Wednesday, June 04, 2008

Can Change Congress Change Congress?

From The Nation: Lawrence Lessig, founder of Creative Commons, has moved to Washington to found what the nation identifies as a 'procedural reform' organization, Change Congress. The Nation doesn't seem to have decided whether Lessig is Quijote or Mr. Smith (despite the title they use). He'll get something done, one way or another, but it's hard to guess, now, what that might be.

What gives Lessig a unique credibility as he embarks on his new career as process reformer is his former life pursuing substantive reform. Before there was Lawrence Lessig, corruption crusader, there was Lawrence Lessig, copyright crusader. In the 1990s, when he started writing about the dangers of a sclerotic, overly restrictive intellectual property regime, few besides industry groups like the RIAA and MPAA and a tiny circle of academics paid much attention. So it was easy, in 1998, for Congress to pass overwhelmingly the Sonny Bono Copyright Term Extension Act, which President Clinton signed into law, extending copyright protections for twenty additional years, bringing the total guaranteed copyright term to seventy years after a creator's death (Since Disney had lobbied strongly for the bill, critics dubbed it the Mickey Mouse Protection Act.)

In the absence of high-profile voices countering the industry groups that dominated the issue, Lessig became an evangelist for the cause of what he calls "free culture." He and his allies argue that cultural vibrance, scientific progress and business innovation all rely on the diffusion of knowledge, a diffusion threatened by an intellectual property regime that attempts to keep that knowledge trapped in a proprietary vault. What they see happening is a modern-day rerun of the eighteenth-century enclosure movement, in which the British commons were brought under private control. But here, instead of using fences to capture land, the private interests are manipulating the law to keep cultural production and the knowledge needed for technological innovation out of the public domain.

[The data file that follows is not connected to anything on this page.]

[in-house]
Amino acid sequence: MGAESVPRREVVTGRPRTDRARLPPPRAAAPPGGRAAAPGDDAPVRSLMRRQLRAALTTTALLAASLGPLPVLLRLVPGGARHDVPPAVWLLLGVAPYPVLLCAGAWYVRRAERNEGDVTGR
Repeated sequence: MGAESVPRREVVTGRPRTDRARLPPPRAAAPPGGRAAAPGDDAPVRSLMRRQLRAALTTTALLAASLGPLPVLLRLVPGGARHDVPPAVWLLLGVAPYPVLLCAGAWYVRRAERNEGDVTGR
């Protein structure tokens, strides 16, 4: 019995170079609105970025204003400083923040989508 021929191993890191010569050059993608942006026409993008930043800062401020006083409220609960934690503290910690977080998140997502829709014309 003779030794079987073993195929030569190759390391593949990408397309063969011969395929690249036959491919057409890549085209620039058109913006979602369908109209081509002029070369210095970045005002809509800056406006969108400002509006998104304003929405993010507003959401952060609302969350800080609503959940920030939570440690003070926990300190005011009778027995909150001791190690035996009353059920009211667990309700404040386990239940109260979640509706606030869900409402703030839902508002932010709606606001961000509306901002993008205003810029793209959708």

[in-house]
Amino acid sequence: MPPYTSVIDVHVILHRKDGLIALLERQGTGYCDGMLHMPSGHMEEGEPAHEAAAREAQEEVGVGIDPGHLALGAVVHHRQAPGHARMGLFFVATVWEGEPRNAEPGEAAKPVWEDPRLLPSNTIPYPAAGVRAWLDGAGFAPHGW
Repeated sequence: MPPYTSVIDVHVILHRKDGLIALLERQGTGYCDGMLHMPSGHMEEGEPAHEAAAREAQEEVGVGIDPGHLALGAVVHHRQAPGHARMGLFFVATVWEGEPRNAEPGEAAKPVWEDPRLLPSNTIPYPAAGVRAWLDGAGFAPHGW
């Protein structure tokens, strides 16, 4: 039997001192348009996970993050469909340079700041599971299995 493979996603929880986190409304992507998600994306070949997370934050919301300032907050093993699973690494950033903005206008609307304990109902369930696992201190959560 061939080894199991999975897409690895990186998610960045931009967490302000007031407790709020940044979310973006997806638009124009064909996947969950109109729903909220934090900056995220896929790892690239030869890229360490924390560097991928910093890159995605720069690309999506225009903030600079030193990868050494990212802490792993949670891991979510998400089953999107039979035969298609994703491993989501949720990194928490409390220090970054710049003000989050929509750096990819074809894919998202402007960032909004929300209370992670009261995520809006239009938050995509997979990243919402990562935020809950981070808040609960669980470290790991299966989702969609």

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Lessig's years rolling the copyright boulder up the hill served as the narrative inspiration for his talk at the Press Club. For Lessig, copyright is just one example of the ways money corrupts the Congressional process by preventing Congress from getting what he calls the "easy cases" right. Nearly every expert who's studied copyright term has concluded that it shouldn't be extended retroactively: Milton Friedman once referred to this position as a "no-brainer." But that hasn't stopped big corporations like Disney, which stands to lose a considerable amount of money when Mickey Mouse becomes public property, from pushing through legislation that extends copyright protections for old works.

It's the same dynamic with a host of issues, from the farm bill to the role of contractors in Iraq to an issue Lessig calls "the most profound" we face: global warming. There, the scientific consensus is absolute, the stakes dire and yet action has been routinely thwarted by a coterie of corporations that have a monumental monetary interest in the status quo. "Really, who cares about Mickey Mouse," Lessig told me over dinner the night before his talk. "But if we can't get global warming right? An easy question as fundamental as global warming? Then we're really fucked."

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